Elizabethan drama as a usurer.


Young.   Hopelessly past. I have presented the usurer

4-7: Young uses an extended drinking metaphor to describe Morecraft's taking possession of all of his property, and thus his wealth, thanks to his defaulting on the loan Morecraft has made to him; in this era, a failure to make a single payment could lead to the loss of one's entire security, hence Young's allusion in line 7 to Morecraft receiving more than he paid for.

with a richer draught than ever Cleopatra swallowed; he

5: richer draught = more powerful drink or potion. 
   Cleopatra = Plutarch wrote in his Lives that Cleopatra enjoyed testing the effects of various poisons on condemned prisoners; she herself died by the bite of an asp, to avoid being taken prisoner by Octavian.


hath sucked in ten thousand pounds worth of my land,

= drawn or drunk in.

more than he paid for, at a gulp, without trumpets.

= without a flourish of trumpets as would normally


     accompany the drinking of healths at public functions.3

Elder.  I have as hard a task to perform in this house.


Young.  Faith, mine was to make an usurer honest, or


to lose my land.


Elder.  And mine is to persuade a passionate woman,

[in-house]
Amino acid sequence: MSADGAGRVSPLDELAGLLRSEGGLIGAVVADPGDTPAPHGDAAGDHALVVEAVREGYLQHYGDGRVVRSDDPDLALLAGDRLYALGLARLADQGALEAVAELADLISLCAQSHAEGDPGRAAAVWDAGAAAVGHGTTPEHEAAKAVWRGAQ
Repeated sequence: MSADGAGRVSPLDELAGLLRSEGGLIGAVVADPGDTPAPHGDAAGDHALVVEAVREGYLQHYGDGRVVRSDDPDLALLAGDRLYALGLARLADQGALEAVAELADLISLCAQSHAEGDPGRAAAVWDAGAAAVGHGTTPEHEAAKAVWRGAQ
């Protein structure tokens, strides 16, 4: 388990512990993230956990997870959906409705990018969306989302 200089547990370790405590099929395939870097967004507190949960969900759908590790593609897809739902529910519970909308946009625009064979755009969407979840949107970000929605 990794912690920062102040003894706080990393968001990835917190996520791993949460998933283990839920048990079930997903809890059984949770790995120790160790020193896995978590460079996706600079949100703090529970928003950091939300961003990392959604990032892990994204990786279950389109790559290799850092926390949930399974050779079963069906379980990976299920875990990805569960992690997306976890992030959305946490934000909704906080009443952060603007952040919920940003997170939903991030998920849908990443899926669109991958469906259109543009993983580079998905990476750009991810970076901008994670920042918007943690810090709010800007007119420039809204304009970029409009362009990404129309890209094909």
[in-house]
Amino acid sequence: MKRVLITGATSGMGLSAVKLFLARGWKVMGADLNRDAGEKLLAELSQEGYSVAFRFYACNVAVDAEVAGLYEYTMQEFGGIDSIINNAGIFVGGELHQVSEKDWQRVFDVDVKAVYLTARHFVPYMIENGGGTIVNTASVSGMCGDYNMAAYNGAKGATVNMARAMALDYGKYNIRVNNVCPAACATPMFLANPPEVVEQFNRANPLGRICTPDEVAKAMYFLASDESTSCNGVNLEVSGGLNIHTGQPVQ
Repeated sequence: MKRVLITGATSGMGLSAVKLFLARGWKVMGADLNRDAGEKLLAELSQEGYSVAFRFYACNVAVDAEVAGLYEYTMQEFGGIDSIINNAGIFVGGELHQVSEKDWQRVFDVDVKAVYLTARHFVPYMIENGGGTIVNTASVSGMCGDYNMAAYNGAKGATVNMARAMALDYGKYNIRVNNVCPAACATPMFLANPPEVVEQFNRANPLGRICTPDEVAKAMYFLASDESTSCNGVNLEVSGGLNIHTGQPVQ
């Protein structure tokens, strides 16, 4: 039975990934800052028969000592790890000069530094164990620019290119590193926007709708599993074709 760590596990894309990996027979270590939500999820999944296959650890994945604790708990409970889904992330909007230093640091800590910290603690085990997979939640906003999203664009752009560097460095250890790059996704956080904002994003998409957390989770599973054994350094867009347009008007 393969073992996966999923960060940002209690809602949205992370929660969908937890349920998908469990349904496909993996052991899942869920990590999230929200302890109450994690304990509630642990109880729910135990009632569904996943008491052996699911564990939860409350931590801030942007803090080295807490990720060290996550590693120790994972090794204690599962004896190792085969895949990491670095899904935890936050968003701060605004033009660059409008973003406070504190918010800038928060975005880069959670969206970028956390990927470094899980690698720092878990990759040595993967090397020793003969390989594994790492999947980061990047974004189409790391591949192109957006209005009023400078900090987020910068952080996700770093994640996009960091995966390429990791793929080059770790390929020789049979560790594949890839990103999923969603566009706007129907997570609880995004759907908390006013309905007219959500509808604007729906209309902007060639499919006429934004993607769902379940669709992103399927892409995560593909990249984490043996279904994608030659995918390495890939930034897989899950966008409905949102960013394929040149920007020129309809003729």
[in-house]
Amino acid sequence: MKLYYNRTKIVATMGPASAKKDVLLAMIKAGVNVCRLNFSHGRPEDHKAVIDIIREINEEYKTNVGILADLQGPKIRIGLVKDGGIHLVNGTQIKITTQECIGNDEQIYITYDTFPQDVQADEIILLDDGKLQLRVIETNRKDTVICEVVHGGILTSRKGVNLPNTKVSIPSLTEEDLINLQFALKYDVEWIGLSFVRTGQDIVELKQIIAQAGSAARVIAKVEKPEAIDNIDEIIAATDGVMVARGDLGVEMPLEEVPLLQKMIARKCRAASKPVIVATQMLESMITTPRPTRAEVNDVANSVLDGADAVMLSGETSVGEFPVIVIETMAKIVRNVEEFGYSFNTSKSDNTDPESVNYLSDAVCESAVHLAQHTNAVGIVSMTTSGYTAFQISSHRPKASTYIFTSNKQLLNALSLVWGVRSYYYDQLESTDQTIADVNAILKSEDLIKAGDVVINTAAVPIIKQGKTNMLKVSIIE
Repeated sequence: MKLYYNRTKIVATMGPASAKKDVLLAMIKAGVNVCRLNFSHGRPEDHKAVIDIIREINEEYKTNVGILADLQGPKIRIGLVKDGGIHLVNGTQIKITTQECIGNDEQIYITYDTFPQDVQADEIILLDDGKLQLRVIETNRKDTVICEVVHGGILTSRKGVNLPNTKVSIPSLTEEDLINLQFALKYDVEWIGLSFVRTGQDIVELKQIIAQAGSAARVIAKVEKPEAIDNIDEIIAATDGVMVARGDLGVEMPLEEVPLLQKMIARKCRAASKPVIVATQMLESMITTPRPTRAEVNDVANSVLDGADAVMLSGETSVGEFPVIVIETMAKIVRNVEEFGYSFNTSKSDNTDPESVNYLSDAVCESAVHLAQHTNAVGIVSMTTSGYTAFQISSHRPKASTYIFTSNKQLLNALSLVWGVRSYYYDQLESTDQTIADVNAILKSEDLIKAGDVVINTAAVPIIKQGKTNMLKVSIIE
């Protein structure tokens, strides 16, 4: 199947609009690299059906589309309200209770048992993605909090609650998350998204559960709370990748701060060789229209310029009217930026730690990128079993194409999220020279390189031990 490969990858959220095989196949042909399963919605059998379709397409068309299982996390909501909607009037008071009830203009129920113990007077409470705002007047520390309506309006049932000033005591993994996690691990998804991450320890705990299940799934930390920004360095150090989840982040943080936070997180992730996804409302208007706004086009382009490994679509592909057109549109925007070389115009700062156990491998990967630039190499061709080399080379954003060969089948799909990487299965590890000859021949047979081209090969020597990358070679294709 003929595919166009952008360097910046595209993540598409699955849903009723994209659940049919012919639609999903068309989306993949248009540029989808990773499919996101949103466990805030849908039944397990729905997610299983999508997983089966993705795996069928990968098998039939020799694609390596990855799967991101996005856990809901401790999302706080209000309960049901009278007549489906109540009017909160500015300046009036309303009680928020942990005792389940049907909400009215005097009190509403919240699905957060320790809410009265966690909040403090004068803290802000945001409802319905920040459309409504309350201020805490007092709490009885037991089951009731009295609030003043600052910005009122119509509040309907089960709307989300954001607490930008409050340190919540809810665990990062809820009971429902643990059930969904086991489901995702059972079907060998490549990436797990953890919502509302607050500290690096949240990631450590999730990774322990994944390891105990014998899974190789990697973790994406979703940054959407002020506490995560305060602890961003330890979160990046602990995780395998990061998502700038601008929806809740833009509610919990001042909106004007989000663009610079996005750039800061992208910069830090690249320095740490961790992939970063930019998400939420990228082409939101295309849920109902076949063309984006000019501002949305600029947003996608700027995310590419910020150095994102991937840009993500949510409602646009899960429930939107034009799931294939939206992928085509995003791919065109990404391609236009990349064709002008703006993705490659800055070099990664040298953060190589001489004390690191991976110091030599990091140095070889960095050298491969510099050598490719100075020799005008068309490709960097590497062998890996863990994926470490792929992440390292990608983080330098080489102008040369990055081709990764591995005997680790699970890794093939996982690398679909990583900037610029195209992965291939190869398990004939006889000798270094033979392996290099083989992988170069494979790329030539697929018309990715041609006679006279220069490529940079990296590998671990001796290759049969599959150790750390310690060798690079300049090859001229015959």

or to leave the land. – Savil, make the boat stay.

15: leave the land = these words parallel Young's lose
           my land
in form and alliteration.
      stay = wait.


[Exit Page.]

17: Savil passes the instruction on to the Page, who leaves


     to carry it out.

I fear I shall begin my unfortunate journey this night,


though the darkness of the night, and the roughness of

the waters, might easily dissuade an unwilling man.


Sav.  Sir, your father’s old friends hold it the sounder

23f: Savil tries to dissuade his master from taking this
     foolish trip to France.
         hold it = "maintain that it is".
         the sounder = meaning both more (1) healthy in body, 
     and (2) financially secure, describing Elder's body and
respectively in the next line (24).


course for your body and estate to stay at home, and

= fortune, property.

marry and propagate − and govern in your country −


than to travel for disease, and return following the court

26: for disease = ie. to treat or to pick up some disease, perhaps referring specifically to venereal disease, which was often associated with France, where Elder must travel; the terms French pox and French measles appear frequently in literature of the time to refer to syphilis.1